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Nellie King Solomon makes paintings that interrogate painting. Appropriately set at The Sea Ranch, a road culture development, Ode to the Road employs unconventional materials and processes to chart geographic space, real or imagined, mapped or material. The physicality of where the rubber meets the road is how we get to our dreams. In Solomon’s Pours and Melts, road materials and colors are on the move over finely inked settlement maps depicting places of contemporary controversy. The ethereal and the physical are forever duking it out, and neither one is winning.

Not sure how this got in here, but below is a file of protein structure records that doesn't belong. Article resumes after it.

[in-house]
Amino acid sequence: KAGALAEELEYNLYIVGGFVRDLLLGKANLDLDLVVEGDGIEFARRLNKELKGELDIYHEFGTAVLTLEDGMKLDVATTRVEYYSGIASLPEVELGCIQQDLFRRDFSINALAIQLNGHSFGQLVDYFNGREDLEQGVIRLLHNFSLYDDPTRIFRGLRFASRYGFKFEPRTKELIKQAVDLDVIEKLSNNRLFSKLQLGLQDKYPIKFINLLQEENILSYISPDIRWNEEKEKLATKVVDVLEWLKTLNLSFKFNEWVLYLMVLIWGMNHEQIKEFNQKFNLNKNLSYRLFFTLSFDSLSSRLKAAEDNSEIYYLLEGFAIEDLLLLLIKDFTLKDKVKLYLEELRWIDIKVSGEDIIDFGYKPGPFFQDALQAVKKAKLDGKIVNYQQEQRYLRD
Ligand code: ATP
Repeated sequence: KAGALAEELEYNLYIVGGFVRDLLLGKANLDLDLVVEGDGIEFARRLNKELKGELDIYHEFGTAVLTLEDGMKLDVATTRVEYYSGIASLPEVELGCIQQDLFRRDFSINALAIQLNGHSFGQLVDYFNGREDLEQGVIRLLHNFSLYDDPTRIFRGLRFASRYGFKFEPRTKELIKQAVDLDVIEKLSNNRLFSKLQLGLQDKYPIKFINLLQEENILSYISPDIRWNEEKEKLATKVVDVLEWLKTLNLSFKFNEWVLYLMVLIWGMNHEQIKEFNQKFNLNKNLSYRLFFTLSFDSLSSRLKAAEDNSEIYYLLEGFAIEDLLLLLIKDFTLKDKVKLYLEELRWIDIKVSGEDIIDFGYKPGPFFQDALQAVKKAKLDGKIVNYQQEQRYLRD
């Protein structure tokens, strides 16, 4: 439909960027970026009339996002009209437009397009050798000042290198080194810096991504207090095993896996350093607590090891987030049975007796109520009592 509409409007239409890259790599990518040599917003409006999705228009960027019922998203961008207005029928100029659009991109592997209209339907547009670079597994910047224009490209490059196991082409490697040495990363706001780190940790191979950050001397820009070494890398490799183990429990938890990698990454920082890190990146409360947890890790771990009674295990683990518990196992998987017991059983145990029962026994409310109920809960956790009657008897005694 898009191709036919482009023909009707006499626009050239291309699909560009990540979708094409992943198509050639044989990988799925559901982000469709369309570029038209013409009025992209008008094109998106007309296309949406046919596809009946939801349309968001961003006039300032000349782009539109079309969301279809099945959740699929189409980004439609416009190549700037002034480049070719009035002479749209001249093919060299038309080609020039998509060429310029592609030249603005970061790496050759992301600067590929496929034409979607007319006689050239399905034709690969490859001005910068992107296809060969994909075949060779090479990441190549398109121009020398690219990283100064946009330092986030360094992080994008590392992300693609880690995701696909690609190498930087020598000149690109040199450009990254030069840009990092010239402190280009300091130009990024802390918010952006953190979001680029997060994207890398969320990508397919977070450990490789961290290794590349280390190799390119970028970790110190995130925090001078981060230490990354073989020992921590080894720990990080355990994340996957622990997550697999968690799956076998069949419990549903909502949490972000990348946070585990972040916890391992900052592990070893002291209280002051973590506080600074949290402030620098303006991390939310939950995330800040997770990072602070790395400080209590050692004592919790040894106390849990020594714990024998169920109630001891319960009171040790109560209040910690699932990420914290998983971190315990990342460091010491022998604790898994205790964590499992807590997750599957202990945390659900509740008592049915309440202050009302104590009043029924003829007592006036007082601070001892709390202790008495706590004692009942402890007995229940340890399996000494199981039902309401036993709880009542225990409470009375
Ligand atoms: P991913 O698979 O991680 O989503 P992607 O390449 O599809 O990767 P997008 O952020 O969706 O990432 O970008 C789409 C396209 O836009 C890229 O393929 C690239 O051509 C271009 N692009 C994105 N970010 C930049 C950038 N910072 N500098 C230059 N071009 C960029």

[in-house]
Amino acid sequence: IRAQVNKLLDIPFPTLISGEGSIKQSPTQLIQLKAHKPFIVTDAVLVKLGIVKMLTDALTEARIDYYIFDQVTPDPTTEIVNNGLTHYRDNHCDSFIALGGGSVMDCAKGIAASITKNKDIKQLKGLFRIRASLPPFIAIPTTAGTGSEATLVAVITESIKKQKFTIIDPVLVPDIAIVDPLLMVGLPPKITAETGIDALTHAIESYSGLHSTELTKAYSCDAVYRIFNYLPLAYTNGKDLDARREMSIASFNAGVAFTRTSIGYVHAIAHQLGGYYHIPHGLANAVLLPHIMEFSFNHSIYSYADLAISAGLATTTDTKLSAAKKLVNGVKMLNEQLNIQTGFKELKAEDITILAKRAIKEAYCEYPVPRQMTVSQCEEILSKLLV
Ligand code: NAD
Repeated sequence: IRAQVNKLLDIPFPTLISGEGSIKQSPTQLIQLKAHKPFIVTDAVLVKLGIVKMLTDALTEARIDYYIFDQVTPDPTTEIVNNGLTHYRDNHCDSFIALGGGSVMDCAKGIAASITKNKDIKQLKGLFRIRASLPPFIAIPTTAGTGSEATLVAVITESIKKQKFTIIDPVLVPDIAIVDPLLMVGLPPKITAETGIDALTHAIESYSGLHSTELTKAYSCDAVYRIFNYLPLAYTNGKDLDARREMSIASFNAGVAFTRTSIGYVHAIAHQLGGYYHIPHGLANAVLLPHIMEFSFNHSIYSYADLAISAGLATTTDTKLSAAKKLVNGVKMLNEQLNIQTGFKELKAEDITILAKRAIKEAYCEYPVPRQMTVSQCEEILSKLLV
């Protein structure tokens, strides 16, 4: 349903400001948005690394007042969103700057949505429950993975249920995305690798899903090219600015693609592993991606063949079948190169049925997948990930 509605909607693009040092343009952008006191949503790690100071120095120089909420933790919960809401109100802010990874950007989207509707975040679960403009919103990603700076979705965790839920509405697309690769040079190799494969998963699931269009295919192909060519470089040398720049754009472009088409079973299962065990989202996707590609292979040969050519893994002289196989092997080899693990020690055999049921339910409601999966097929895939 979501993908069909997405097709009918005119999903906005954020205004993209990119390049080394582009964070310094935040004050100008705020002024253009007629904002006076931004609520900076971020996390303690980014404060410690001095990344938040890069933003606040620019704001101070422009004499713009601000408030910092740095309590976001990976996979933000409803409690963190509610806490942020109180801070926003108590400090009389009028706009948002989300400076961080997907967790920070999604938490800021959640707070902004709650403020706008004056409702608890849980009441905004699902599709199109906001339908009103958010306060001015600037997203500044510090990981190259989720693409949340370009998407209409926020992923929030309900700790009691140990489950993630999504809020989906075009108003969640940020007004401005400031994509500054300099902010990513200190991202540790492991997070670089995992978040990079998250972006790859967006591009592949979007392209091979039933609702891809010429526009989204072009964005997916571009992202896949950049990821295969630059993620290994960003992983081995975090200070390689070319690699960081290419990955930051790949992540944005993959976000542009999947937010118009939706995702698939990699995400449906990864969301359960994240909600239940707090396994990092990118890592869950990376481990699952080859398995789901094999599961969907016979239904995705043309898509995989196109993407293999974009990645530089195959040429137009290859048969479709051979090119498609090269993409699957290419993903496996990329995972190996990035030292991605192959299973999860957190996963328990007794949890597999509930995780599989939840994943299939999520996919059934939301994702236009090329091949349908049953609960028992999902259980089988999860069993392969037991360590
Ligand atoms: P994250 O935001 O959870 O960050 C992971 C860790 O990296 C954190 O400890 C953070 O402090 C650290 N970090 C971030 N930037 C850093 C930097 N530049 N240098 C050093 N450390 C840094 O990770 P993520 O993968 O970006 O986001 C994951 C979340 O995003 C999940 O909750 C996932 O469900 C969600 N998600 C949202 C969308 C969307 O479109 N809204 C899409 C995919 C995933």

Image by Daniel Dent


One gallon of gesso, or tar, reflective highway-glass beads, or flesh-colored paint is poured from the ceiling down 8 ft of raw canvas, given two weeks to dry, and stretched taught.

Nothing Is Content Free


Frozen acrylic paint cubes ooze hot, toxic road materials and colors; tar, reflective highway-glass beads, silicon carbide, flesh-colored paint, and fluorescent undertones melt over finely inked settlement maps. 


Melt on Canvas

LED Melts

Frozen acrylic paint cubes melt hot, toxic road materials and colors over finely inked settlement maps in custom LED boxes with red silk cords, steel power balls, and dimmer nipples.

LED Melt

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